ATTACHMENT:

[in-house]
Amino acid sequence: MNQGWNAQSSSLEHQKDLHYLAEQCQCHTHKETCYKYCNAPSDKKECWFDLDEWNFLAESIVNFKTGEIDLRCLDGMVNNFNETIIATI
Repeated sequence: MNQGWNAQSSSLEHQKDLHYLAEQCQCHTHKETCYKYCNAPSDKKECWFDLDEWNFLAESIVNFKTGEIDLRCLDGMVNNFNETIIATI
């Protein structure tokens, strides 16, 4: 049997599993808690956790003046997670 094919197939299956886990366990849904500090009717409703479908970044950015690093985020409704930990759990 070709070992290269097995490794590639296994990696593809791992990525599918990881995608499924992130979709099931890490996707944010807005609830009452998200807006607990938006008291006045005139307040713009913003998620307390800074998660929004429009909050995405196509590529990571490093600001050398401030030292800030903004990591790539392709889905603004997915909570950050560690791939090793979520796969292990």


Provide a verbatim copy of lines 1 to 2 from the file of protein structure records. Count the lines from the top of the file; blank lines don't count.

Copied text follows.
[in-house]
Amino acid sequence: MNQGWNAQSSSLEHQKDLHYLAEQCQCHTHKETCYKYCNAPSDKKECWFDLDEWNFLAESIVNFKTGEIDLRCLDGMVNNFNETIIATI